What places will we visit? Presented here is a list of 138 places in mainland Scotland. None of them now has a railway station, but all of them once did. All of them, until recently, had a branch of at least one of the Bank of Scotland, Royal Bank of Scotland, Clydesdale, or TSB. The theory is that if it had (before the recent savage cuts) sufficient commerce to warrant a bank branch, and formerly was deemed suitable for a railway station then it constitutes a “place.” Places which still have a railway station are not listed because we wish to include places only reachable by bus.


Explore more of Scotland by bus!

Here are the 138 places you can visit by bus:

North Highlands: Aberlour, Aboyne, Alford, Alness, Ballater, Banchory, Buckie, Burghead, Cullen, Dornoch, Dufftown, Hopeman, Lossiemouth, Lybster, Munlochy, Rothes

South Highlands: Aberfeldy, Aberfoyle, Balfron, Ballachulish, Buchlyvie, Callander, Comrie, Crieff, Fochabers, Fort Augustus, Fortrose, Grantown on Spey, Kemnay, Killin

North East: Banff, Cruden Bay, Ellon, Fraserburgh, Longside, Macduff, Maud, Mintlaw, Oldmeldrum, Peterhead, Rothienorman, Strichen, Turriff

West: Beith, Bridge of Weir, Dalmellington, Darvel, Galston, Kilbirnie, Kilmacolm

East: Alyth, Blairgowrie, Brechin, Coupar Angus, Edzell, Errol, Forfar, Kirriemuir, Meigl

Fife: Anstruther, Auchtermuchty, Buckhaven, Crail, Elie, Falkland, Kelty, Kincardine, Kinross, Leven, Lundin Links, Newburgh, Newport on Tay, St Andrews, St Monans, Strathmiglo, Tayport

Central: Alva, Bannockburn, Blanefield, Boness, Bonnybridge, Bothwell, Denny, Dollar, Doune, Drymen, Grangemouth, Killearn, Kilsyth, Kippen, Lennoxtown, Newmains, Slamannan, Tillicoultr

West Borders: Abington, Ballantrae, Carnwath, Castle Douglas, Cumnock, Dalbeattie, Douglas, Gatehouse of Fleet, Glenluce, Harthill, Kirkcudbright, Lesmahagow, Lochmaben, Mauchline, Moffat, Muirkirk, New Galloway, Newton Stewart, Strathaven, Thornhill, Whithorn, Wigtown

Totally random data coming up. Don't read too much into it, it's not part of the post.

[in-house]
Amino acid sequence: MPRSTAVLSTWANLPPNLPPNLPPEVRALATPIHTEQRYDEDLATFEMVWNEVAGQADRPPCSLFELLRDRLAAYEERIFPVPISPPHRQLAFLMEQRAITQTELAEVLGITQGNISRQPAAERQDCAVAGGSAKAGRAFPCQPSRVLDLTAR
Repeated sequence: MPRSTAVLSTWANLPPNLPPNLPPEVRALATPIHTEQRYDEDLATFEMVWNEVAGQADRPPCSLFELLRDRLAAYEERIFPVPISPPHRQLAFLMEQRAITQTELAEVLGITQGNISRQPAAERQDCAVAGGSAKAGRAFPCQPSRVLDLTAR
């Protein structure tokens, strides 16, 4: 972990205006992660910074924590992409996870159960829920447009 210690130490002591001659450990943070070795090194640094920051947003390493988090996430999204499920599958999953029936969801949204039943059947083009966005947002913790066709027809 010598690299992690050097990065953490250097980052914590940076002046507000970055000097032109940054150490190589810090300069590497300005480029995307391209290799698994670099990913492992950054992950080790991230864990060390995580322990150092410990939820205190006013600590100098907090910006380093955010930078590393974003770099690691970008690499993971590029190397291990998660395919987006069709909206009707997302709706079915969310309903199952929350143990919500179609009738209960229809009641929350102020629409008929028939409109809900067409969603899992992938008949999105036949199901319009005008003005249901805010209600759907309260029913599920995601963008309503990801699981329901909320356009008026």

East Borders: Biggar, Chirnside, Coldstream, Duns, Earlston, East Linton, Eyemouth, Greenlaw, Gretna, Gullane, Haddington, Hawick, Innerleithen, Jedburgh, Kelso, Langholm, Lauder, Melrose, Newcastleton, Peebles, Penicuick, Selkirk


I hope to write of my experiences during my bus pass pilgrimages. To give a flavour of what might be coming, here are examples from Newport-on-Tay, St Andrews, Tayport and Newburgh, all in Fife. I have included quotations from the 2009 edition of the Scotland’s Churches Scheme Guide to Sacred Fife. It should be noted that this publication is rather out of date. It will be replaced shortly by the website of Scotland’s Churches Trust.

“For my first venture I took the number 55 bus from Dundee to NEWPORT-ON-TAY”

For my first venture I took the number 55 bus from Dundee to NEWPORT-ON-TAY. There were once two railway stations in Newport, named East Newport and West Newport. They survived until 1969.There is no bus station, but I managed to alight at a stop near the friendly Manna Cafe, which I used as my base. The Manna Cafe is a community venture run by the local Church of Scotland. Newport is a peaceful place of very prosperous-looking stone built villas and terraces. Around the corner from the cafe is a superb second-hand bookshop called Mair Wilkes Books.